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Haley Zaremba

Haley Zaremba

Haley Zaremba is a writer and journalist based in Mexico City. She has extensive experience writing and editing environmental features, travel pieces, local news in the…

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The Renewable Revolution Hinges on Recycled Metals

  • E-waste contains a large amount of critical metals needed for clean energy technologies.
  • Recycling metals from e-waste is a more environmentally friendly alternative to mining new metals.
  • Supportive policies and designs that facilitate recycling are key to increasing the recycling of e-waste metals.

The renewable revolution will rely on a whole lot of non-renewable resources to get the job done. Building out the massive amount of clean energy infrastructure needed for a global decarbonization transition is going to require huge quantities of resources. In particular, the clean energy transition is going to call for a whole lot of specialty metals and minerals used for different green technologies such as solar panels, batteries, wind turbines, and electrical wiring. Indeed, metals currently represent one of the hottest commodities markets for energy traders. As demand skyrockets, sourcing such metals in an environmentally friendly way is key, lest we destroy the planet in the name of saving it. 

The problem is that mining for metals is associated with a litany of environmental ills. Recent reports on lithium, for example, one of the most essential rare Earth minerals used in ‘clean’ technologies, have shown that there is a very dark side to the ever-increasing production boom. Extracting a single ton of lithium requires approximately 500,000 liters of water, which poses a major existential threat to the desert environments and communities where it is being extracted. As such, the discovery of lithium in developing countries is seen by locals as a blessing and a curse. Already, there are legitimate fears that lithium production will suck South America’s ‘Lithium Triangle’ region dry and make agricultural livelihoods untenable and that elite capture of lithium wealth in Kashmir will cause social unrest on top of environmental ills. 

Lithium is just one of a laundry list of metals that will be essential to reaching global climate goals by mid-century and avoiding catastrophic climate change in the longer term. Luckily, there’s another major source of key energy transition metals that doesn’t require any mining at all – your local landfill. Despite the huge and growing demand for metals, we are throwing away billions of kilograms of them every year in the form of electronic waste (familiarly known as e-waste).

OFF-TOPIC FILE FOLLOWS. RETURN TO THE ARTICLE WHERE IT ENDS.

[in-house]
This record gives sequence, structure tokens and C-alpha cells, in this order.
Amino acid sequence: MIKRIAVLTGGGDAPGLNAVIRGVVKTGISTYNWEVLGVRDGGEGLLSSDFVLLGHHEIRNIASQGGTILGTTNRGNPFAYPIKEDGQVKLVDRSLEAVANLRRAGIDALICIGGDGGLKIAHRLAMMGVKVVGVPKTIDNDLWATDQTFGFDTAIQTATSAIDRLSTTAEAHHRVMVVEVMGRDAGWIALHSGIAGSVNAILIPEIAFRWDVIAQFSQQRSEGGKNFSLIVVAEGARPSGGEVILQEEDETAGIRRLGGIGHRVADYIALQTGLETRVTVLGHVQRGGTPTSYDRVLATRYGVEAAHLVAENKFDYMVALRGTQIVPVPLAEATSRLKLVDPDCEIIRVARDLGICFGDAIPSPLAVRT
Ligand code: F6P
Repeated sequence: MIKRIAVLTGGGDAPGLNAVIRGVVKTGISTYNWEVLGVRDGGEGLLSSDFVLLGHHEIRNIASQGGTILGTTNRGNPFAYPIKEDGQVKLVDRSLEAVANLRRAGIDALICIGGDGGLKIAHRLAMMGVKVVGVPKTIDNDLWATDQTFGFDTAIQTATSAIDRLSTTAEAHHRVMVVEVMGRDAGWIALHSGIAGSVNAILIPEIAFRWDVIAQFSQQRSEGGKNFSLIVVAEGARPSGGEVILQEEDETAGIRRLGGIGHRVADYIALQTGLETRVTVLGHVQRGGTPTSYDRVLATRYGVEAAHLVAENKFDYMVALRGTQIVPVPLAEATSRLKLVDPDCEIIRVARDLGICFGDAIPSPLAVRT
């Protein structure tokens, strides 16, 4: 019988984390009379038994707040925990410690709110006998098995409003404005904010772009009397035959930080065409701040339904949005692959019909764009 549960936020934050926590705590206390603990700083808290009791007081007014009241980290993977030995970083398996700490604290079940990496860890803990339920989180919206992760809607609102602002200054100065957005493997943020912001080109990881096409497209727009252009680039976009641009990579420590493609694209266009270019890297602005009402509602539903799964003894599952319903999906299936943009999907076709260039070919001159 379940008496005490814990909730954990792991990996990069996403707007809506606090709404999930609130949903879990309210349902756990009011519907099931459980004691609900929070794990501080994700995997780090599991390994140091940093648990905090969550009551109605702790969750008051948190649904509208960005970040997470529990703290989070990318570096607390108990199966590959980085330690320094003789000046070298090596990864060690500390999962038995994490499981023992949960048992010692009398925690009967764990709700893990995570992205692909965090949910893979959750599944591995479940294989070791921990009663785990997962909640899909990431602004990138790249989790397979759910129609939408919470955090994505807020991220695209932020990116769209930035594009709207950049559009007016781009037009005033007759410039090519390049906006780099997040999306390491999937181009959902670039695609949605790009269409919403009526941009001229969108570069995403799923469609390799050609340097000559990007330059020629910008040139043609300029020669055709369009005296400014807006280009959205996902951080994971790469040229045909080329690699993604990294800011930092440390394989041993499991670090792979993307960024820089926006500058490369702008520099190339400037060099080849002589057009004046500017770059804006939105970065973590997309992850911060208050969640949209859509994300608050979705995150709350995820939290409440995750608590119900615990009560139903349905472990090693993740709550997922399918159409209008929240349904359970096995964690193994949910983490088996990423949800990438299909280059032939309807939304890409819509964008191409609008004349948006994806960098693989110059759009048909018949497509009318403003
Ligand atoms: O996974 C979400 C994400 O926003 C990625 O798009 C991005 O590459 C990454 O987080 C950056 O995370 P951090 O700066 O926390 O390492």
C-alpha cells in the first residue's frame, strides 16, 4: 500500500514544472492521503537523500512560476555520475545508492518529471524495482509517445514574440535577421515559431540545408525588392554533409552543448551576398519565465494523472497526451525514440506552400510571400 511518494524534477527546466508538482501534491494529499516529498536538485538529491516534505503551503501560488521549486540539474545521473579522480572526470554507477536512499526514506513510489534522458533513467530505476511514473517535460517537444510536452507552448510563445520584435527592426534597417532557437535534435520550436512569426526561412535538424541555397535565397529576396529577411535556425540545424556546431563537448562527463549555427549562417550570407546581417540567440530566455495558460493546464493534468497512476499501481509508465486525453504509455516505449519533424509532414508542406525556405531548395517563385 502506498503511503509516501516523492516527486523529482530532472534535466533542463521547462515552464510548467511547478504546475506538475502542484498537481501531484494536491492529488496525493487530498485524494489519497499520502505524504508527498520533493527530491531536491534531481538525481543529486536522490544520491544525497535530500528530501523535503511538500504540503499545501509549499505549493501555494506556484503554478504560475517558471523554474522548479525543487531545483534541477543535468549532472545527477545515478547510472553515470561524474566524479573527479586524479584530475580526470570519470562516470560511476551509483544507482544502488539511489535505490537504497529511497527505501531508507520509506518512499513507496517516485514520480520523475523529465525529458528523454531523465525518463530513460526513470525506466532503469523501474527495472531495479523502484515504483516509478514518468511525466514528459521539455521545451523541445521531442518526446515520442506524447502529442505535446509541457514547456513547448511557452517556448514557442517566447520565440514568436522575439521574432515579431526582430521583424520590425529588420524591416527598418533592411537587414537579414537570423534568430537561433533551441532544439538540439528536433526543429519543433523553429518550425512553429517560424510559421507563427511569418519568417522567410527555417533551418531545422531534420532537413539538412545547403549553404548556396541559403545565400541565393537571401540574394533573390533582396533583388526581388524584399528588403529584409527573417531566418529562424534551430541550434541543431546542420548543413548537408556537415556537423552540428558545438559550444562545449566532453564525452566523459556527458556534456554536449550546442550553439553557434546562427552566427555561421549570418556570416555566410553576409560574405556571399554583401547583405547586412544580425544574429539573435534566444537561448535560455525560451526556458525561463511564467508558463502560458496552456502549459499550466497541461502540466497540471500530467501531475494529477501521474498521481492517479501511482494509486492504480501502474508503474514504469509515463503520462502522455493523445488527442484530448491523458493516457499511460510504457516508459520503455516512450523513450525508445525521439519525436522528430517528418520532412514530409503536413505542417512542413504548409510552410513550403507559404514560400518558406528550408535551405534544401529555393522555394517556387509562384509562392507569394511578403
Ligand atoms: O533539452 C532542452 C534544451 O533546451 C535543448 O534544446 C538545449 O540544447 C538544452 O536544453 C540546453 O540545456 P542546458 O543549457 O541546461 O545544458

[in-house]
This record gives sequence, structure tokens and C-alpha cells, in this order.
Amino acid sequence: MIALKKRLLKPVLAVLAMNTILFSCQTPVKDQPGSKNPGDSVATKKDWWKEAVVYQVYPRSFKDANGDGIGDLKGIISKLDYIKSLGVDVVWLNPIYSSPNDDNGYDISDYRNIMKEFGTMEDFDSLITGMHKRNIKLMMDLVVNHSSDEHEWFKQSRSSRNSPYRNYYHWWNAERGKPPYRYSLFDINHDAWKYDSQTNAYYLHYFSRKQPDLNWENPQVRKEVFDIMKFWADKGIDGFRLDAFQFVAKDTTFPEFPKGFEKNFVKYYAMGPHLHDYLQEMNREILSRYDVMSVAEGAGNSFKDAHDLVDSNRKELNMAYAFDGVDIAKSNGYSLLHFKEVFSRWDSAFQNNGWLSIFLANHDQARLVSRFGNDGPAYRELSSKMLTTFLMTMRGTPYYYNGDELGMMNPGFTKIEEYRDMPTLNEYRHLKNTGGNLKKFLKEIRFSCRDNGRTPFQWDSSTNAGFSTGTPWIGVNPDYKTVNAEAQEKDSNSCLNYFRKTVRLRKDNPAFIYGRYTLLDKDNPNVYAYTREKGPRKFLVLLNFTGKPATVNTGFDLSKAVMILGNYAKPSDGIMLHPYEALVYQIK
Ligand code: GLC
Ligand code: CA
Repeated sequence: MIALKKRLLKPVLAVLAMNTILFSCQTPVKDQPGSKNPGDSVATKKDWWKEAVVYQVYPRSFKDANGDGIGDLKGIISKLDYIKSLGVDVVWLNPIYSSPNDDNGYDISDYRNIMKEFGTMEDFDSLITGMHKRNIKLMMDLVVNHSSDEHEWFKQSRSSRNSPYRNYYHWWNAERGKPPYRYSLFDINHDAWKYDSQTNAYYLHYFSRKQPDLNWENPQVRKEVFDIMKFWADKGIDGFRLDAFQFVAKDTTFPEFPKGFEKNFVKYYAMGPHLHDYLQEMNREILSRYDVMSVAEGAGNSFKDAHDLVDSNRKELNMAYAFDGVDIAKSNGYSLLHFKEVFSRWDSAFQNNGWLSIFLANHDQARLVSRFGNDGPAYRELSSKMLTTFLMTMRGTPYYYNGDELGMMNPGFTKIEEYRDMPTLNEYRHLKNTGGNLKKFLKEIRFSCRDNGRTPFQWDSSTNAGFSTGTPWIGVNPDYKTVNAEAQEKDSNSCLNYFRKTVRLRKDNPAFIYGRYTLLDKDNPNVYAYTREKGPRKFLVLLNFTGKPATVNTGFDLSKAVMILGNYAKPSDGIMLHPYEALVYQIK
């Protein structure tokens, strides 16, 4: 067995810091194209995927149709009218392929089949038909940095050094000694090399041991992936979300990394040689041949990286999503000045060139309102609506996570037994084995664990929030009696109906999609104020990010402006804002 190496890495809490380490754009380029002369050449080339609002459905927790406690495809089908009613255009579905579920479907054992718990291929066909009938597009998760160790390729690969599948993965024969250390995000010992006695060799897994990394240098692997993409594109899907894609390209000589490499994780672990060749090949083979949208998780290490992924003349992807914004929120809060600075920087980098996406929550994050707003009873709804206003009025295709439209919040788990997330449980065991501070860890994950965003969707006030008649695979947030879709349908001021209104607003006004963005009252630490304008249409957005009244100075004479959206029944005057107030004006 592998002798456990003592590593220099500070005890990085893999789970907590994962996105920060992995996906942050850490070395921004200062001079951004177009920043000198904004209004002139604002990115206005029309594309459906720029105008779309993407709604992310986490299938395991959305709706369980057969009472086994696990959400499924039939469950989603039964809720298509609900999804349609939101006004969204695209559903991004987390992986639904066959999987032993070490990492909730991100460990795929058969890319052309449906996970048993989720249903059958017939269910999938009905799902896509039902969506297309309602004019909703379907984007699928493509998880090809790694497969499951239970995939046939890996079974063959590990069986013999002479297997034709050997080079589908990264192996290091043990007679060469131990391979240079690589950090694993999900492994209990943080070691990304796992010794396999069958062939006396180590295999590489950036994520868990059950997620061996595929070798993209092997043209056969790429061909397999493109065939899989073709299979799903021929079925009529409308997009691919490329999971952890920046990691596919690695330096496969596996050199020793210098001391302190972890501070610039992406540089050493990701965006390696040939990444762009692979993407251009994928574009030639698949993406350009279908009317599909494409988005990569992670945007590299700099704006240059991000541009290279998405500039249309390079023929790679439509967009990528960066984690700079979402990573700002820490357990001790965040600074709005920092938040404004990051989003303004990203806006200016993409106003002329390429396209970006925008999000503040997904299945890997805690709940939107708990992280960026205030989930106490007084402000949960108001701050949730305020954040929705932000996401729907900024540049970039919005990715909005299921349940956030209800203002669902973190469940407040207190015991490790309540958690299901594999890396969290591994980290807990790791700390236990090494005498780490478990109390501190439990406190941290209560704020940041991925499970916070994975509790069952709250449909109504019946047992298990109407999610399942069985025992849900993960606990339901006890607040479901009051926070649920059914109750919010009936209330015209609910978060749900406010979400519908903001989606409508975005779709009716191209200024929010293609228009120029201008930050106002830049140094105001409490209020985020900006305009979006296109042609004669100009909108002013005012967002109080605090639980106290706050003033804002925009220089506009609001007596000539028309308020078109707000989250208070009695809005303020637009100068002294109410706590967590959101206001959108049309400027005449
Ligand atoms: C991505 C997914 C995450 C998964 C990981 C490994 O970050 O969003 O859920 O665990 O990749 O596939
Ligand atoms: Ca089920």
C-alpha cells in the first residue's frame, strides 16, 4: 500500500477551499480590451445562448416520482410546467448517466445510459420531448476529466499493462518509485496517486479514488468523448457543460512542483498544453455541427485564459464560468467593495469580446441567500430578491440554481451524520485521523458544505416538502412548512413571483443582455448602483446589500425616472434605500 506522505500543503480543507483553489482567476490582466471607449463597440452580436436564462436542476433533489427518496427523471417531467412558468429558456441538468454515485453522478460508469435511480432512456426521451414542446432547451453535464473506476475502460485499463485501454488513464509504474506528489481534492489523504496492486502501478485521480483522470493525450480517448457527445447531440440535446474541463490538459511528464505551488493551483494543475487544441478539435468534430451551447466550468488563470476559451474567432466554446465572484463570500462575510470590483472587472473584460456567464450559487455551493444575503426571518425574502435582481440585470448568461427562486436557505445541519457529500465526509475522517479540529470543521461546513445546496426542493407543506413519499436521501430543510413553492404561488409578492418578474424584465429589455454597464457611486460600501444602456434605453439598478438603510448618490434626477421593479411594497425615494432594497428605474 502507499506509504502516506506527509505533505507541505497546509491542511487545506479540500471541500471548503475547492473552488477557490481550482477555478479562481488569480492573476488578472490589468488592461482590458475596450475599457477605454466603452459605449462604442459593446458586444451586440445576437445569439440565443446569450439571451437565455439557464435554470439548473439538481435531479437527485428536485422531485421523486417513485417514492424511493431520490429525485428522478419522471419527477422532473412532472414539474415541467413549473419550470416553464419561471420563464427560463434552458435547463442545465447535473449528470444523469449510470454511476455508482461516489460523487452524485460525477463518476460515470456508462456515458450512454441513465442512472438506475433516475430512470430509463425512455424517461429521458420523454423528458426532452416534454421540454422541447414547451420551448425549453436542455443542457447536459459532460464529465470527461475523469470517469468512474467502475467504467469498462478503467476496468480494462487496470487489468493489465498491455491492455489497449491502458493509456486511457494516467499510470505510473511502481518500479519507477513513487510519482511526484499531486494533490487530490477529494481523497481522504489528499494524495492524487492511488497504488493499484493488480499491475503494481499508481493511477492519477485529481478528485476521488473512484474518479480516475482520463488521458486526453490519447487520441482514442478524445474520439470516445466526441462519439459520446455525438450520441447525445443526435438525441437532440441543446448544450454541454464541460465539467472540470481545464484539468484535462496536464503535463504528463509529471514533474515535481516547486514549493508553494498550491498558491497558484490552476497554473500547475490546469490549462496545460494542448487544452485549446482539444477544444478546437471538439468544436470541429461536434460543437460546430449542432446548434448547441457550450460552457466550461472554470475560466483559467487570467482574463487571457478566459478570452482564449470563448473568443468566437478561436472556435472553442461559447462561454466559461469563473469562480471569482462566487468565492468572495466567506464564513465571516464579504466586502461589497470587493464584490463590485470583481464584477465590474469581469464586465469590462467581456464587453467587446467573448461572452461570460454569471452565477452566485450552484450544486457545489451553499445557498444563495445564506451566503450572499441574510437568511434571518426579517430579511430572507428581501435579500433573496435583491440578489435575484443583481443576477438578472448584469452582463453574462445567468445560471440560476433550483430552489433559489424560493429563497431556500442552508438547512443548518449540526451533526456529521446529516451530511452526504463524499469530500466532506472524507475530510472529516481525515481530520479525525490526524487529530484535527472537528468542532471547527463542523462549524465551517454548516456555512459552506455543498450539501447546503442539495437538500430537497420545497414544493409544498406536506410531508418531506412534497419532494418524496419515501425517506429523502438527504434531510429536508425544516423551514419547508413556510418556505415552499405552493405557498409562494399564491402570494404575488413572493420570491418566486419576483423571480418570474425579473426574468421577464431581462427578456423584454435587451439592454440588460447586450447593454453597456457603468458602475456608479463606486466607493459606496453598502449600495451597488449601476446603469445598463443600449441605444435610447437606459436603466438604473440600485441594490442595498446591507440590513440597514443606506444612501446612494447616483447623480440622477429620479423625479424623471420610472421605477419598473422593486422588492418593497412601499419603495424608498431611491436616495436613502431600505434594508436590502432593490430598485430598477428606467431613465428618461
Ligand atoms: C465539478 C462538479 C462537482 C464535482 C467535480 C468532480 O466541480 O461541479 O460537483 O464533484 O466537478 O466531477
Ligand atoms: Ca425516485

Globally, we threw out a staggering 62 million metric tons of electronics in 2022. Within that total there was an estimated 1.1 billion kilograms of copper, 1.9 billion kilograms of nickel, and 1.1 billion kilograms of aluminum – all of which are essential metals for the clean energy transition. That’s according to the United Nations recently released Global E-Waste Monitor, which tracked the waste of valuable metals for the first time ever this year. 

The scale of this waste, and its mismatch with current demand trends for the same materials, is staggering. In 2022, demand for copper from climate tech alone reached 6 million metric tons, according to figures from the International Energy Agency (IEA). In the same year, 40% of the 2 million metric tons of copper present in e-waste went straight to landfills around the world instead of being recycled for reuse. The same goes for aluminum. And those metals are recycled far more frequently than other critical energy transition metals. 

Not only is this practice staggeringly wasteful, it’s also counterproductive to the entire clean energy movement. Mining new metals is a dirty business that is often associated with significant greenhouse gas emissions. On average, mining new aluminum creates more than 10 times more carbon emissions than aluminum recycling. This is a hugely significant difference, especially when considering that aluminum production is projected to balloon by 80% in a scenario where the world stays on track with its renewable energy goals. 

So why aren’t we recycling far more metals and diverting them directly to the vast and growing clean energy technology demand? Some metals are extremely difficult to extract and recycle from e-waste, like nickel that has been locked inside of stainless steel and other alloys. Others are simply not sufficiently incentivized for the effort to be worth the time and money it takes to find and extract them. Supportive policy measures that require recycling as well as production design that facilitates future recycling are therefore key to closing this waste loop.

Closing such loops is a critical step for making the global clean energy transition feasible, and for reducing its negative environmental externalities. E-waste is not the only problem in this vein. The clean energy sector itself is also a major generator of waste which could be better managed and recycled. While time is of the essence for achieving a timely clean energy transition, taking the opportunity to pause and reflect on better production cycles is critical to avoid needless waste and bitterly ironic poor resource management in the effort to save the planet. 

By Haley Zaremba for Oilprice.com


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